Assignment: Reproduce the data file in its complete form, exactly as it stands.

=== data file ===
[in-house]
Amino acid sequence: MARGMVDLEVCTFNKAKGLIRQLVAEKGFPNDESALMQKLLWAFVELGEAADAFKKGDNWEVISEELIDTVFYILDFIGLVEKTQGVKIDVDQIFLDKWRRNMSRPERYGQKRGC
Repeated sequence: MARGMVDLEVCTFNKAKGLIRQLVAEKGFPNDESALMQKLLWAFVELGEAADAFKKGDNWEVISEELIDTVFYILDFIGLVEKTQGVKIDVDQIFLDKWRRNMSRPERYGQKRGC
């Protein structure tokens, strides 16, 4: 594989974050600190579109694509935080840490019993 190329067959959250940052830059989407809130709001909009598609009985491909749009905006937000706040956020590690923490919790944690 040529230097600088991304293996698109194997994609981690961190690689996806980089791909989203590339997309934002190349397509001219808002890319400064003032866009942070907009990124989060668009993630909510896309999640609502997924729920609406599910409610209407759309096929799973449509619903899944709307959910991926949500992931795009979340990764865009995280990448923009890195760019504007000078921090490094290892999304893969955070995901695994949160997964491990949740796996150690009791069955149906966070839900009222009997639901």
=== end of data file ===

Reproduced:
[in-house]
Amino acid sequence: MARGMVDLEVCTFNKAKGLIRQLVAEKGFPNDESALMQKLLWAFVELGEAADAFKKGDNWEVISEELIDTVFYILDFIGLVEKTQGVKIDVDQIFLDKWRRNMSRPERYGQKRGC
Repeated sequence: MARGMVDLEVCTFNKAKGLIRQLVAEKGFPNDESALMQKLLWAFVELGEAADAFKKGDNWEVISEELIDTVFYILDFIGLVEKTQGVKIDVDQIFLDKWRRNMSRPERYGQKRGC
């Protein structure tokens, strides 16, 4: 594989974050600190579109694509935080840490019993 190329067959959250940052830059989407809130709001909009598609009985491909749009905006937000706040956020590690923490919790944690 040529230097600088991304293996698109194997994609981690961190690689996806980089791909989203590339997309934002190349397509001219808002890319400064003032866009942070907009990124989060668009993630909510896309999640609502997924729920609406599910409610209407759309096929799973449509619903899944709307959910991926949500992931795009979340990764865009995280990448923009890195760019504007000078921090490094290892999304893969955070995901695994949160997964491990949740796996150690009791069955149906966070839900009222009997639901």